How will you leave the firm you started? Your exit can come about as a result of a planned event, such as you creating and following a succession plan, or unplanned event such sickness (yours, a spouse, or family member can highly affect you and your business) or death. As a business owner and advisor, it’s important to plan for both.
A new study released by the FPA and Janus Henderson reveals that 60% of advisors, who are within five years of retirement, have no plan. It’s the story of the shoemaker whose children need their shoes fixed.
If you are part of the 40% of advisors who have a plan, make sure it has compliance approval. That might mean, if you’re independent that you pay for a once over of your plan. Better now, then have problems later.
Let’s face it. None of us wants to do this work. We’d like to live forever. But reality dictates differently.
For better or worse, for richer or poorer, plan for your future.
Below are some questions to answer to help you get started with a succession plan.
Your Exit – 11 Questions To Consider
- What are comparable businesses selling for?
- What’s your firm worth now?
- How long do you want to work?
- How many steps would it take you to exit? (see next section)
- Know how much money you need to retire?
- Who will be on your succession advisory board?
- When you exit, how many clients do you have?
- When you exit, what services or products are you selling?
- How large would your team be?
- What options do you have for selling your business? (see next section)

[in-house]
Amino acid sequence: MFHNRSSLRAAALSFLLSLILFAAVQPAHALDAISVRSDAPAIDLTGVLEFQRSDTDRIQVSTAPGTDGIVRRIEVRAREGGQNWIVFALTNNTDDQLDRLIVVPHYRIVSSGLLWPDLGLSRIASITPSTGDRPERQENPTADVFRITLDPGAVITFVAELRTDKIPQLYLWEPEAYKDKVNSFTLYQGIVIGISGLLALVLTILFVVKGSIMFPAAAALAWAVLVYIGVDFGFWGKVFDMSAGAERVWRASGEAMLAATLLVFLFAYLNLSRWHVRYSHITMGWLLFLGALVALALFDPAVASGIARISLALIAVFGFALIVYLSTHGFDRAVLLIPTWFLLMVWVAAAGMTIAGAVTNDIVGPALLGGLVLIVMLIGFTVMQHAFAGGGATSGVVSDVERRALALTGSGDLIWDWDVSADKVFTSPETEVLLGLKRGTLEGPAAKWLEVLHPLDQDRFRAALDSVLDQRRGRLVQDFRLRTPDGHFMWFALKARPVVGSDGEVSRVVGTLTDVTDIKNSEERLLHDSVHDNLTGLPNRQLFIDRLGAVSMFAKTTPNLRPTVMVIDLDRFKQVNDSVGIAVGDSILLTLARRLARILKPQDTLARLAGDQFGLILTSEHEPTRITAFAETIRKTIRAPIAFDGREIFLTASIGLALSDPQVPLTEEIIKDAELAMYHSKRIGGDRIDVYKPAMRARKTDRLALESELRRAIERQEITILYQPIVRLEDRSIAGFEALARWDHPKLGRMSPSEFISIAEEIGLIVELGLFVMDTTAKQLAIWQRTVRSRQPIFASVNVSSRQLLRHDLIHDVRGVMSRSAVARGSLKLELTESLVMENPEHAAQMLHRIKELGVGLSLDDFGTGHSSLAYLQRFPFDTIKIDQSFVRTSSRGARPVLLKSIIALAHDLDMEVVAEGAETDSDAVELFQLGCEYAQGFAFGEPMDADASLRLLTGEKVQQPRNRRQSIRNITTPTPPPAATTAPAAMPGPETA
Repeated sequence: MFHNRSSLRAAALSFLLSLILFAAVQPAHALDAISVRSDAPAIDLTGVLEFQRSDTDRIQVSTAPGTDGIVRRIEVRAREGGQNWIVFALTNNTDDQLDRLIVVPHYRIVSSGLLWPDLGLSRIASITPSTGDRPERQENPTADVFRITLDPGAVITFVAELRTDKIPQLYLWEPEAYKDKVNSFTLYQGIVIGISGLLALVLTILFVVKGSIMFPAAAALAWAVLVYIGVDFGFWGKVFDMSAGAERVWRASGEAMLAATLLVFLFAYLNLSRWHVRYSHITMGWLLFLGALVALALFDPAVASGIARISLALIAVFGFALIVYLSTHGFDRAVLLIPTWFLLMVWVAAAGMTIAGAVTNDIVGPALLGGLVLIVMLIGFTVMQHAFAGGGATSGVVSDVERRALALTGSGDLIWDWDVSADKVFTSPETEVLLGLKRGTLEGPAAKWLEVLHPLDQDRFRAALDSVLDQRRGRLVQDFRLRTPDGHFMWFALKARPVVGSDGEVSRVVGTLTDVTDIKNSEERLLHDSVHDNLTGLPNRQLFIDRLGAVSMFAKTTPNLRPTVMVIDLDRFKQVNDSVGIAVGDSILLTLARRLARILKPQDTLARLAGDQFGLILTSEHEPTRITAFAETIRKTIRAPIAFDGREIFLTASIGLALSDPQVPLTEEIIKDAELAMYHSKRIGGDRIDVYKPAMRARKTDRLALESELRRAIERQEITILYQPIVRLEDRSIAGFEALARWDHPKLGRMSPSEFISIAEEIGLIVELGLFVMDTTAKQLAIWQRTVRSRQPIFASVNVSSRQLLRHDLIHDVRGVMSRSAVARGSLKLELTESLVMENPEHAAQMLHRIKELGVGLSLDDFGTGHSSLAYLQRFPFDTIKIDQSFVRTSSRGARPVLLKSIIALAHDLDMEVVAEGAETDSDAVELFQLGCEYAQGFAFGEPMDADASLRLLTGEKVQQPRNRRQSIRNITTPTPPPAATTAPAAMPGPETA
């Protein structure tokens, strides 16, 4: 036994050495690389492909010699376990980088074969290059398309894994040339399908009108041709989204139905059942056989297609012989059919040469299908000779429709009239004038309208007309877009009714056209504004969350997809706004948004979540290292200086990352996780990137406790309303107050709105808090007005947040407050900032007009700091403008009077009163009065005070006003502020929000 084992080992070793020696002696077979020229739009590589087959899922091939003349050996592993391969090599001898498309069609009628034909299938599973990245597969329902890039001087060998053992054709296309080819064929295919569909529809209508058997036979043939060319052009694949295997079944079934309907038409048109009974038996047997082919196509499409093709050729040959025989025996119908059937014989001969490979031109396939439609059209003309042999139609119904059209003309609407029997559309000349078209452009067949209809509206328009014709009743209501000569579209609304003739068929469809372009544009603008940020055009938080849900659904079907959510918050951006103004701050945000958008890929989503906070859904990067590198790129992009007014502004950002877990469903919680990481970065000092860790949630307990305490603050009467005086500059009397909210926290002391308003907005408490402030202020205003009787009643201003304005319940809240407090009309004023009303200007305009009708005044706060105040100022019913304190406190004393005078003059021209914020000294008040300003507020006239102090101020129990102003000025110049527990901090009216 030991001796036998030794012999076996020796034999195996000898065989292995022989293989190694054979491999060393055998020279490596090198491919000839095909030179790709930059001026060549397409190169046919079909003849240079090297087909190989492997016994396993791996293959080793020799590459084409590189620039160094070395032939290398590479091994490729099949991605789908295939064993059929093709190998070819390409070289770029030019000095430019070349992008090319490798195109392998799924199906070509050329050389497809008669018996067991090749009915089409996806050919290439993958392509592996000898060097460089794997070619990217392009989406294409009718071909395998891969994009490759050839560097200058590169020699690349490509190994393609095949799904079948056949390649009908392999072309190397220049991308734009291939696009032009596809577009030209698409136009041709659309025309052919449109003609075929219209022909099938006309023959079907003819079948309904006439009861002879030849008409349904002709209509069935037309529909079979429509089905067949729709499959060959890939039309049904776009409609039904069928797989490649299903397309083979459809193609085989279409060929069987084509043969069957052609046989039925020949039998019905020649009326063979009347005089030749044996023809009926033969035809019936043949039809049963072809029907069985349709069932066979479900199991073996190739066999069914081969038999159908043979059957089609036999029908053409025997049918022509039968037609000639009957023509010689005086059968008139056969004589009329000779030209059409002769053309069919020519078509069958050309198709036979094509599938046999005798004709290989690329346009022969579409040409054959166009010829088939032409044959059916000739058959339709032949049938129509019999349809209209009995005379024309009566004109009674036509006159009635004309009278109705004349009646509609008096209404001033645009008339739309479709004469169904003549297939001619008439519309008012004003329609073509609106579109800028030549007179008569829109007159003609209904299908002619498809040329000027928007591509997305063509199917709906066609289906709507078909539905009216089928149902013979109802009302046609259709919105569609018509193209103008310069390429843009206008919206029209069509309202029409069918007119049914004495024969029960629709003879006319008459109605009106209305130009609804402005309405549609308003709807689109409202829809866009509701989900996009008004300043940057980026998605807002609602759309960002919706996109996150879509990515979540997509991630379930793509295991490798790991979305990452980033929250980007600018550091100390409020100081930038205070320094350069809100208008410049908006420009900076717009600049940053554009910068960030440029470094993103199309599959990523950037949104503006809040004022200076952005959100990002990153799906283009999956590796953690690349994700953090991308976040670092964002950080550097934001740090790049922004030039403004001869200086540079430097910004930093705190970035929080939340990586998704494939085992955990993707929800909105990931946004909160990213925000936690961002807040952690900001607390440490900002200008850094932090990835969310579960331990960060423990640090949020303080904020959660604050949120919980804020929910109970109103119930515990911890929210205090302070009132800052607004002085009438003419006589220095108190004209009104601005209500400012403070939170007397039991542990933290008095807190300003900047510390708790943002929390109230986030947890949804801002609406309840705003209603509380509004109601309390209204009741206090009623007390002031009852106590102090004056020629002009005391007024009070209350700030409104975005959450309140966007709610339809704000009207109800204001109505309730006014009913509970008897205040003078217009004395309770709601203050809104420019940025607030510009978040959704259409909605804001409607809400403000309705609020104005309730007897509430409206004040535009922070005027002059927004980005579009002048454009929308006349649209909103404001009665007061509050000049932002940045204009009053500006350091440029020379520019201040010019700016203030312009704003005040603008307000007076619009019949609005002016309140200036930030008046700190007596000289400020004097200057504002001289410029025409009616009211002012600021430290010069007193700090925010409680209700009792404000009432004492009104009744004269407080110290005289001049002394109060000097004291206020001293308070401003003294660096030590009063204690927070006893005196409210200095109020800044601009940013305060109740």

- What’s your back up plan, should you get sick or die before your planned exit date? (see next section)
Your Exit – What Will Yours Look Like
There are two separate parts to planning for your retirement. One is to plan what you’d like to happen, the other is to look at worst case scenarios.
What I find most often are clients who create a 2-tier or sometimes creating a 3-tier exit. Often slowing down or speeding up growth for “x” years, then retiring.
The first few events on the list below are about worst case scenarios. We seem to read more stories about people having no plan, and the consequences on their families, business, and team. As advisors someone, like a spouse or friend, can’t just come in and take over the business. There are regulations that need to be followed.
That’s why putting your plans in writing are so important.
Plus when you have a plan you’re better able to empathize more with YOUR clients as you talk as you talk about planning for the future. At least I found this to be true for me after I created my first business plan.
19 Ways To Exit Your Business
- Drop dead at your desk
- You become unable to work due to sickness
- There is a divorce or spouse dies
- Become disabled
- Leave the company to languish on it’s own
- Get tired of the business and start something different
- Do less advising and more managing of the growth of the business
- Sell to an outside party
- Sell the company to employees ESOP
- Sell the company to one or two key employees
- Creates a public company IPO it
- Work fewer hours
- Change your position in the company (i.e. write a book and speak, start a podcast, etc.)
- Hire a CEO and become a manager or employee.
- Retain ownership as you groom your successor
- Transfer, leave, or sell the company to accredited family members
- Continue selling, but at a firm who offers you an exit strategy
- Liquidate it
- Franchise or license your processes to others
Plan for the future of your business, be it the next 12 months, or 20 years. Sure the plan may change. But you’ll be protecting yourself, your business, and your family by putting it all in writing.
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